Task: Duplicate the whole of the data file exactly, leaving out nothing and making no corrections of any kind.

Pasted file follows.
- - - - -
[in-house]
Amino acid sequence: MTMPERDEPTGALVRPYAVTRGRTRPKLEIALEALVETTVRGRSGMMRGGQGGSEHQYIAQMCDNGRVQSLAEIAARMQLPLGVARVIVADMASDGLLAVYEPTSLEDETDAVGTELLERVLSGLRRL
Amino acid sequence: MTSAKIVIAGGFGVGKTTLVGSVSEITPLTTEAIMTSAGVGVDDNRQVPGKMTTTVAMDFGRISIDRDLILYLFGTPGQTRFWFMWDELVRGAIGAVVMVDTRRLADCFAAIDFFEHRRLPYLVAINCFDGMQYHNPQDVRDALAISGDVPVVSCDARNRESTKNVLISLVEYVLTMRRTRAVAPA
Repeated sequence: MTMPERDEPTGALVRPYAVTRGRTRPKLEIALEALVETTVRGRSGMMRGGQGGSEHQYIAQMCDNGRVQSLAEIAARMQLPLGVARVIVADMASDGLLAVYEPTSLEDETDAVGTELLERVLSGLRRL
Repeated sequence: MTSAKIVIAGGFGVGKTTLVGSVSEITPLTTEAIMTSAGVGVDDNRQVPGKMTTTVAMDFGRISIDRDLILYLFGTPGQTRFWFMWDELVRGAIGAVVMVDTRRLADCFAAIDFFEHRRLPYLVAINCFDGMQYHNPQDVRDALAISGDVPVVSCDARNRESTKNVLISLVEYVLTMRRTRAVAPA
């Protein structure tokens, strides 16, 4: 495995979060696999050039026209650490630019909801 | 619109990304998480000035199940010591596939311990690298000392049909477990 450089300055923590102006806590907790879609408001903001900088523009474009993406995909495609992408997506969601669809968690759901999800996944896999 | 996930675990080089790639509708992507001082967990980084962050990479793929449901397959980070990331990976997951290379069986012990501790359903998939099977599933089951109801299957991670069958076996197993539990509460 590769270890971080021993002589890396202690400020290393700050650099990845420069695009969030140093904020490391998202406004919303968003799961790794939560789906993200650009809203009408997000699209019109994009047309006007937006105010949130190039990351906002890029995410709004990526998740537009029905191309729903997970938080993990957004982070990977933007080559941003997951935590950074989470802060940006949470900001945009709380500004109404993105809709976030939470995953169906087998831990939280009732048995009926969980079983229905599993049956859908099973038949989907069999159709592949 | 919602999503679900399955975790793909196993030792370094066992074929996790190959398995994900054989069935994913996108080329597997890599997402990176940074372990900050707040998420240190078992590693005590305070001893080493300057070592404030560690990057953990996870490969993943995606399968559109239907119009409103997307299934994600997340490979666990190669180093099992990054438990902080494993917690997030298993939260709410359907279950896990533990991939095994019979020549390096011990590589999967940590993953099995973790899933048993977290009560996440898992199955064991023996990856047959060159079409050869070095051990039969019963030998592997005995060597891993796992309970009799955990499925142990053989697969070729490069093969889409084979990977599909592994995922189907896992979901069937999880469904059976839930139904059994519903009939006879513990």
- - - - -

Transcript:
[in-house]
Amino acid sequence: MTMPERDEPTGALVRPYAVTRGRTRPKLEIALEALVETTVRGRSGMMRGGQGGSEHQYIAQMCDNGRVQSLAEIAARMQLPLGVARVIVADMASDGLLAVYEPTSLEDETDAVGTELLERVLSGLRRL
Amino acid sequence: MTSAKIVIAGGFGVGKTTLVGSVSEITPLTTEAIMTSAGVGVDDNRQVPGKMTTTVAMDFGRISIDRDLILYLFGTPGQTRFWFMWDELVRGAIGAVVMVDTRRLADCFAAIDFFEHRRLPYLVAINCFDGMQYHNPQDVRDALAISGDVPVVSCDARNRESTKNVLISLVEYVLTMRRTRAVAPA
Repeated sequence: MTMPERDEPTGALVRPYAVTRGRTRPKLEIALEALVETTVRGRSGMMRGGQGGSEHQYIAQMCDNGRVQSLAEIAARMQLPLGVARVIVADMASDGLLAVYEPTSLEDETDAVGTELLERVLSGLRRL
Repeated sequence: MTSAKIVIAGGFGVGKTTLVGSVSEITPLTTEAIMTSAGVGVDDNRQVPGKMTTTVAMDFGRISIDRDLILYLFGTPGQTRFWFMWDELVRGAIGAVVMVDTRRLADCFAAIDFFEHRRLPYLVAINCFDGMQYHNPQDVRDALAISGDVPVVSCDARNRESTKNVLISLVEYVLTMRRTRAVAPA
């Protein structure tokens, strides 16, 4: 495995979060696999050039026209650490630019909801 | 619109990304998480000035199940010591596939311990690298000392049909477990 450089300055923590102006806590907790879609408001903001900088523009474009993406995909495609992408997506969601669809968690759901999800996944896999 | 996930675990080089790639509708992507001082967990980084962050990479793929449901397959980070990331990976997951290379069986012990501790359903998939099977599933089951109801299957991670069958076996197993539990509460 590769270890971080021993002589890396202690400020290393700050650099990845420069695009969030140093904020490391998202406004919303968003799961790794939560789906993200650009809203009408997000699209019109994009047309006007937006105010949130190039990351906002890029995410709004990526998740537009029905191309729903997970938080993990957004982070990977933007080559941003997951935590950074989470802060940006949470900001945009709380500004109404993105809709976030939470995953169906087998831990939280009732048995009926969980079983229905599993049956859908099973038949989907069999159709592949 | 919602999503679900399955975790793909196993030792370094066992074929996790190959398995994900054989069935994913996108080329597997890599997402990176940074372990900050707040998420240190078992590693005590305070001893080493300057070592404030560690990057953990996870490969993943995606399968559109239907119009409103997307299934994600997340490979666990190669180093099992990054438990902080494993917690997030298993939260709410359907279950896990533990991939095994019979020549390096011990590589999967940590993953099995973790899933048993977290009560996440898992199955064991023996990856047959060159079409050869070095051990039969019963030998592997005995060597891993796992309970009799955990499925142990053989697969070729490069093969889409084979990977599909592994995922189907896992979901069937999880469904059976839930139904059994519903009939006879513990």